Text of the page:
One of the main features of an “object” in the Internet of Things world is its ability to exchange messages, sending data or receiving commands, as effectively and efficiently as possible. There are several standard protocols for this purpose but one of my favorites is MQTT.
asynchronous : the requested operation is started asynchronously by returning control to the caller immediately and all notifications are made via callbacks (very useful in the context of software with a UI);
To build this project using Visual Studio 2013, we must use GIT to clone the corresponding repository whose URL is available in the section Downloads -> MQTT -> C / C ++ -> C (Posix / Windows).
In the “Windows Build” folder, we can find the “Paho C MQTT APIs” solution with following projects :
The solution is well structured but unfortunately it is necessary to make a lot of changes to the settings in order to compile the projects on Windows, then move on to execution on the Intel Galileo with "Windows for IoT."
The main changes are needed on test1 project for the above library, since it doesn’t compile immediately due to a number of incorrect settings.
In addition, we must add the following define in C/C++ –> Preprocessor –> Preprocessor Definitions :
At this point, the compiler is able to do its job but the Linker reports a series of "unresolved externals" errors, because it isn’t able to find the symbols relating to the WinSock and the MQTT libraries. In the case of the WinSock library, we have to add the reference to the ws2_32.lib library in Linker -> Input -> Additional Dependencies.
Regarding the MQTT library, we can directly referencing the project (because it is in the same solution) in Common Properties –> References –> Add New Reference.
With these changes the compilation goes successfully but unfortunately if we try to run the test application on our PC, we find ourselves facing a "stack corruption" error. I promptly reported the bug (you can find details here) that with the current version has not yet fixed. The solution consists of a simple change in the file MQTTClient.c (function MQTTClient_deliverMessage) moving the following line of code:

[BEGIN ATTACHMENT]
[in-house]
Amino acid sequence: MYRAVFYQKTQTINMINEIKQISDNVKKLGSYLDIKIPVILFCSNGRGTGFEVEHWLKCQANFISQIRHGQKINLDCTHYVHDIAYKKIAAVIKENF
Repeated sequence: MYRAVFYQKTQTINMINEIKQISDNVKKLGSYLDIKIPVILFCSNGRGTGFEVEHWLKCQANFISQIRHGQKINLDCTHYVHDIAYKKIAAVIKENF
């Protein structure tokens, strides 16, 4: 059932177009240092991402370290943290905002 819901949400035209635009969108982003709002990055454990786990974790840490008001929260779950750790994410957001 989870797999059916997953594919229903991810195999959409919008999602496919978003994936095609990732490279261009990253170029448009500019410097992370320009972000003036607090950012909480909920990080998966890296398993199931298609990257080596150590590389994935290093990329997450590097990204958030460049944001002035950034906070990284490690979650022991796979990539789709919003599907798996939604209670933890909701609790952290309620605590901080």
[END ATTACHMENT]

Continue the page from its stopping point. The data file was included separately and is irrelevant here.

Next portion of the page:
after #endif and MQTTPersistence_unpersistQueueEntry function call.
1: struct Options
3: char* connection; /**< connection to system under test. */
4: char** haconnections;
5: int hacount;
6: int verbose;
7: int test_no;
8: int MQTTVersion;
9: int iterations;
10: } options =
If everything is set up correctly, the test application will run without any problem.
MQTT on “Windows for IoT”
Upon verification that it works on the PC, we can move on to the configuration of the remote debugging to run the application on the Intel Galileo board directly from Visual Studio; needed settings are available on the official website of Windows On Devices.
Also in this case, launching the application in debug mode you should see all the messages that are exchanged with the board in the mosquitto console .
We have a MQTT client running on it !
If you are curious about the output of the test application, we can see it using a Telnet session directly from the board. After execution, it shows a report with all passed tests.
Obviously, any changes made to projects related to the synchronous library , can also be applied to projects related to asynchronous library with no differences with the guarantees to have the same result.
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